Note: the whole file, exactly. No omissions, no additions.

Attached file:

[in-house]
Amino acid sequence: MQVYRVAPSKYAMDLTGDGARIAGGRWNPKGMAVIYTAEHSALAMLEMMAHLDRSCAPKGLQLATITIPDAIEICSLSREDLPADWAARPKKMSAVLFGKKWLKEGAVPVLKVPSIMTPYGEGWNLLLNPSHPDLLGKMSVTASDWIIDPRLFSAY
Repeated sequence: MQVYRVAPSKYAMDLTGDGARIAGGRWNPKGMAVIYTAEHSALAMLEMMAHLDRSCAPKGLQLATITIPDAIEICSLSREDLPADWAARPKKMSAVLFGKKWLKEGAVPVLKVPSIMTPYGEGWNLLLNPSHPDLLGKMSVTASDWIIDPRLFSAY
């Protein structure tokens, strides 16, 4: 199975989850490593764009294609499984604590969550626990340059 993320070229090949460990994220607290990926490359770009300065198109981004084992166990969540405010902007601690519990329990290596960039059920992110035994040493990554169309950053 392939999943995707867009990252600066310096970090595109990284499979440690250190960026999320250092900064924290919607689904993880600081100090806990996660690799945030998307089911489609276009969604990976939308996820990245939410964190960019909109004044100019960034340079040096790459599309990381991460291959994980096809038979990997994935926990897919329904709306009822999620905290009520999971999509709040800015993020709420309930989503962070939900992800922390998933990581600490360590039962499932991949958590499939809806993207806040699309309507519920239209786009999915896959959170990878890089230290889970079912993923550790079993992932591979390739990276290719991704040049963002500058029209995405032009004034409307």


[in-house]
Amino acid sequence: MQVYRVAPSKYAMDLTGDGARIAGGRWNPKGMAVIYTAEHSALAMLEMMAHLDRSCAPKGLQLATITIPDAIEICSLSREDLPADWAARPKKMSAVLFGKKWLKEGAVPVLKVPSIMTPYGEGWNLLLNPSHPDLLGKMSVTASDWIIDPRLFSAY
Repeated sequence: MQVYRVAPSKYAMDLTGDGARIAGGRWNPKGMAVIYTAEHSALAMLEMMAHLDRSCAPKGLQLATITIPDAIEICSLSREDLPADWAARPKKMSAVLFGKKWLKEGAVPVLKVPSIMTPYGEGWNLLLNPSHPDLLGKMSVTASDWIIDPRLFSAY
């Protein structure tokens, strides 16, 4: 199975989850490593764009294609499984604590969550626990340059 993320070229090949460990994220607290990926490359770009300065198109981004084992166990969540405010902007601690519990329990290596960039059920992110035994040493990554169309950053 392939999943995707867009990252600066310096970090595109990284499979440690250190960026999320250092900064924290919607689904993880600081100090806990996660690799945030998307089911489609276009969604990976939308996820990245939410964190960019909109004044100019960034340079040096790459599309990381991460291959994980096809038979990997994935926990897919329904709306009822999620905290009520999971999509709040800015993020709420309930989503962070939900992800922390998933990581600490360590039962499932991949958590499939809806993207806040699309309507519920239209786009999915896959959170990878890089230290889970079912993923550790079993992932591979390739990276290719991704040049963002500058029209995405032009004034409307």